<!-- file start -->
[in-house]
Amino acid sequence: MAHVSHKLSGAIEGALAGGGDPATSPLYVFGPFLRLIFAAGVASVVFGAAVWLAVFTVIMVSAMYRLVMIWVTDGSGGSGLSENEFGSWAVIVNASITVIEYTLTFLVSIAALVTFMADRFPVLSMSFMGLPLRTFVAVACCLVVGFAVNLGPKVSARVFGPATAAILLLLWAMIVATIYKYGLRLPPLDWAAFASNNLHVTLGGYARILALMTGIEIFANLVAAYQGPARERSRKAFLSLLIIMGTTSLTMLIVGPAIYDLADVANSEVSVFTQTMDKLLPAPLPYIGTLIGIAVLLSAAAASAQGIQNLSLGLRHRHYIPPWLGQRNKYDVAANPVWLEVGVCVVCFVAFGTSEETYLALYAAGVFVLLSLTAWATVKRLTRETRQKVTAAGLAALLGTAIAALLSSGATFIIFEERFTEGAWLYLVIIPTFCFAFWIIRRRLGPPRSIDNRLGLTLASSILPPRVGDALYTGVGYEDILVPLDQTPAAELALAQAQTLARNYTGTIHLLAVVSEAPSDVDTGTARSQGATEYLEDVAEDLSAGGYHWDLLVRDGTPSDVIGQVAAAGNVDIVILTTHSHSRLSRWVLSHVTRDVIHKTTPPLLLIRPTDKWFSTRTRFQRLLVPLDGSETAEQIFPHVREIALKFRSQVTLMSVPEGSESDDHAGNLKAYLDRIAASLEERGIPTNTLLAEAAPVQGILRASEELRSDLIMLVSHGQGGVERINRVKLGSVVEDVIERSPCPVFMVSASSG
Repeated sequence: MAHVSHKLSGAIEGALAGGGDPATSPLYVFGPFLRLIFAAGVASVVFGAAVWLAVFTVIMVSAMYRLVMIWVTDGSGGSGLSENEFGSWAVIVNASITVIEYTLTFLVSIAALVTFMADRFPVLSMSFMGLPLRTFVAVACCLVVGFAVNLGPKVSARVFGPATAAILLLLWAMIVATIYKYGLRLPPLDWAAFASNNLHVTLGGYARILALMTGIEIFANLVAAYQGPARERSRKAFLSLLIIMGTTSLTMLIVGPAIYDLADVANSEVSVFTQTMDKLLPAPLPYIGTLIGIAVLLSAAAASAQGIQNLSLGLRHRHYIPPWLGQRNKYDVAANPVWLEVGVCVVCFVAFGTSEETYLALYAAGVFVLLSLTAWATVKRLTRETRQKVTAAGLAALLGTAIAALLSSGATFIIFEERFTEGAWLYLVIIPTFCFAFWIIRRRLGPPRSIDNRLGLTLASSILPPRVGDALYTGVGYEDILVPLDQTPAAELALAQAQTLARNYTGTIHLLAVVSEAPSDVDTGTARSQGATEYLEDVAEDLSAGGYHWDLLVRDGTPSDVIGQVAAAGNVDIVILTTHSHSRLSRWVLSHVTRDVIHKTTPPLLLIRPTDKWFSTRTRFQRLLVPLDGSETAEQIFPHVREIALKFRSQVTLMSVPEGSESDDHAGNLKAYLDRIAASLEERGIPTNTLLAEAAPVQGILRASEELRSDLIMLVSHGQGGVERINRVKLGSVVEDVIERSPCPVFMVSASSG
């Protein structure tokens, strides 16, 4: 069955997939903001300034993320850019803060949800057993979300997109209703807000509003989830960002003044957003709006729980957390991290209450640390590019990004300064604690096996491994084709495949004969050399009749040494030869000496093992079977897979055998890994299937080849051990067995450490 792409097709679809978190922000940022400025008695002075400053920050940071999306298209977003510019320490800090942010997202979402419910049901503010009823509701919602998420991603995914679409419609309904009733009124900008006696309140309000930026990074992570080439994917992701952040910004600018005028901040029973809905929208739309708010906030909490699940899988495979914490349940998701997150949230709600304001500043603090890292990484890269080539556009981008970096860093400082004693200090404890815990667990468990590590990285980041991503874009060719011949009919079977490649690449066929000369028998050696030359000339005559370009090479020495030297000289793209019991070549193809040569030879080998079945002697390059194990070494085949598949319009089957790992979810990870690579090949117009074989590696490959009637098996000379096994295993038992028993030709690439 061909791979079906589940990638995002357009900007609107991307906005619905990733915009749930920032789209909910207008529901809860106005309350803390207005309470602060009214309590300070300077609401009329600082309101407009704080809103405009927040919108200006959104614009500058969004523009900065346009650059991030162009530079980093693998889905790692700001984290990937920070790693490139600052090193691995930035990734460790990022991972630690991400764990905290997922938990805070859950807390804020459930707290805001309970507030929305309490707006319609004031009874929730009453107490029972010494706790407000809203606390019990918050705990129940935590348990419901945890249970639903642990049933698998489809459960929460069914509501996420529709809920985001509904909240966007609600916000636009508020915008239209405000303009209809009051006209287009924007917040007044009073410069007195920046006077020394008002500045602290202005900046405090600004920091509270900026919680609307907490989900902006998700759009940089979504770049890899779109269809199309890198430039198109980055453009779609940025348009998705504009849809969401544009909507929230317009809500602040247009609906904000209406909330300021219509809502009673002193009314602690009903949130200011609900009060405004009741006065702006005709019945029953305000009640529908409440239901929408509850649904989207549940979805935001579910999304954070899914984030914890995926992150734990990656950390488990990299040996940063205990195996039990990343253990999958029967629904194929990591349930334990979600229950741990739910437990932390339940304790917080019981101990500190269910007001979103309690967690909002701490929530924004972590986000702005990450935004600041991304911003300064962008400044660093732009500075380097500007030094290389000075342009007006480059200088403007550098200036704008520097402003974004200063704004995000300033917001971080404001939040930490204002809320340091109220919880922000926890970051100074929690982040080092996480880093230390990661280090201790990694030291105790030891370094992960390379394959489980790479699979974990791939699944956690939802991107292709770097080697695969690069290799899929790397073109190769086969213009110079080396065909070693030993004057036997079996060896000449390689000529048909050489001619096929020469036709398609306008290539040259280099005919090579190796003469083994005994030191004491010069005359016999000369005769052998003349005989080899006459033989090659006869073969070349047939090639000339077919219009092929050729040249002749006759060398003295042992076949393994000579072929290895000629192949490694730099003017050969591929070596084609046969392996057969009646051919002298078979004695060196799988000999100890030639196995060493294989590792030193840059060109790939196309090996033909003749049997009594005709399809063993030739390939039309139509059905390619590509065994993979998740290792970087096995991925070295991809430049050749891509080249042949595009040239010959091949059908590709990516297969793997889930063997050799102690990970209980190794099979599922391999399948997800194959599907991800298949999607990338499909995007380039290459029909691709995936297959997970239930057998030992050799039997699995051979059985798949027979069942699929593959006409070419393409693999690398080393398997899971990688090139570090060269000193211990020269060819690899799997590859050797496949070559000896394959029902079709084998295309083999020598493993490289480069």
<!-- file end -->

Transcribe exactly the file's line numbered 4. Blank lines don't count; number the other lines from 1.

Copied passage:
């Protein structure tokens, strides 16, 4: 069955997939903001300034993320850019803060949800057993979300997109209703807000509003989830960002003044957003709006729980957390991290209450640390590019990004300064604690096996491994084709495949004969050399009749040494030869000496093992079977897979055998890994299937080849051990067995450490 792409097709679809978190922000940022400025008695002075400053920050940071999306298209977003510019320490800090942010997202979402419910049901503010009823509701919602998420991603995914679409419609309904009733009124900008006696309140309000930026990074992570080439994917992701952040910004600018005028901040029973809905929208739309708010906030909490699940899988495979914490349940998701997150949230709600304001500043603090890292990484890269080539556009981008970096860093400082004693200090404890815990667990468990590590990285980041991503874009060719011949009919079977490649690449066929000369028998050696030359000339005559370009090479020495030297000289793209019991070549193809040569030879080998079945002697390059194990070494085949598949319009089957790992979810990870690579090949117009074989590696490959009637098996000379096994295993038992028993030709690439 061909791979079906589940990638995002357009900007609107991307906005619905990733915009749930920032789209909910207008529901809860106005309350803390207005309470602060009214309590300070300077609401009329600082309101407009704080809103405009927040919108200006959104614009500058969004523009900065346009650059991030162009530079980093693998889905790692700001984290990937920070790693490139600052090193691995930035990734460790990022991972630690991400764990905290997922938990805070859950807390804020459930707290805001309970507030929305309490707006319609004031009874929730009453107490029972010494706790407000809203606390019990918050705990129940935590348990419901945890249970639903642990049933698998489809459960929460069914509501996420529709809920985001509904909240966007609600916000636009508020915008239209405000303009209809009051006209287009924007917040007044009073410069007195920046006077020394008002500045602290202005900046405090600004920091509270900026919680609307907490989900902006998700759009940089979504770049890899779109269809199309890198430039198109980055453009779609940025348009998705504009849809969401544009909507929230317009809500602040247009609906904000209406909330300021219509809502009673002193009314602690009903949130200011609900009060405004009741006065702006005709019945029953305000009640529908409440239901929408509850649904989207549940979805935001579910999304954070899914984030914890995926992150734990990656950390488990990299040996940063205990195996039990990343253990999958029967629904194929990591349930334990979600229950741990739910437990932390339940304790917080019981101990500190269910007001979103309690967690909002701490929530924004972590986000702005990450935004600041991304911003300064962008400044660093732009500075380097500007030094290389000075342009007006480059200088403007550098200036704008520097402003974004200063704004995000300033917001971080404001939040930490204002809320340091109220919880922000926890970051100074929690982040080092996480880093230390990661280090201790990694030291105790030891370094992960390379394959489980790479699979974990791939699944956690939802991107292709770097080697695969690069290799899929790397073109190769086969213009110079080396065909070693030993004057036997079996060896000449390689000529048909050489001619096929020469036709398609306008290539040259280099005919090579190796003469083994005994030191004491010069005359016999000369005769052998003349005989080899006459033989090659006869073969070349047939090639000339077919219009092929050729040249002749006759060398003295042992076949393994000579072929290895000629192949490694730099003017050969591929070596084609046969392996057969009646051919002298078979004695060196799988000999100890030639196995060493294989590792030193840059060109790939196309090996033909003749049997009594005709399809063993030739390939039309139509059905390619590509065994993979998740290792970087096995991925070295991809430049050749891509080249042949595009040239010959091949059908590709990516297969793997889930063997050799102690990970209980190794099979599922391999399948997800194959599907991800298949999607990338499909995007380039290459029909691709995936297959997970239930057998030992050799039997699995051979059985798949027979069942699929593959006409070419393409693999690398080393398997899971990688090139570090060269000193211990020269060819690899799997590859050797496949070559000896394959029902079709084998295309083999020598493993490289480069």